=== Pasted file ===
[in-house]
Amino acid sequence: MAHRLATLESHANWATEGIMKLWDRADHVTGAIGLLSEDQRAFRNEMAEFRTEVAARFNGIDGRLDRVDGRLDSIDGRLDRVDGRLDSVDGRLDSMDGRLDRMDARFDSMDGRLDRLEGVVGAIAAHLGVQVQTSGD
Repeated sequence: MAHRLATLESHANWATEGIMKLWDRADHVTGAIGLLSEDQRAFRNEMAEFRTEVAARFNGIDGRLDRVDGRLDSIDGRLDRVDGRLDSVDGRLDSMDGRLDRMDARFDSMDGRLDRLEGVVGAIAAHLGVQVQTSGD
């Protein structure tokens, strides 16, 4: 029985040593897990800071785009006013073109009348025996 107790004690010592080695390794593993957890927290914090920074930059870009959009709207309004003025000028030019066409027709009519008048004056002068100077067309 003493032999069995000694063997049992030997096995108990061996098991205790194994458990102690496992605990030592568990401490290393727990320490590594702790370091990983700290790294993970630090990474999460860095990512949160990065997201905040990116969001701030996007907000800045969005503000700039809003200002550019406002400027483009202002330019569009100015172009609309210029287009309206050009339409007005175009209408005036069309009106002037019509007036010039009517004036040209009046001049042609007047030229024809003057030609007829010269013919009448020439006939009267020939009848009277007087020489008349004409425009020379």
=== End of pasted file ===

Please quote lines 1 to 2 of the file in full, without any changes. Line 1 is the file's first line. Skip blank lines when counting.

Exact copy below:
[in-house]
Amino acid sequence: MAHRLATLESHANWATEGIMKLWDRADHVTGAIGLLSEDQRAFRNEMAEFRTEVAARFNGIDGRLDRVDGRLDSIDGRLDRVDGRLDSVDGRLDSMDGRLDRMDARFDSMDGRLDRLEGVVGAIAAHLGVQVQTSGD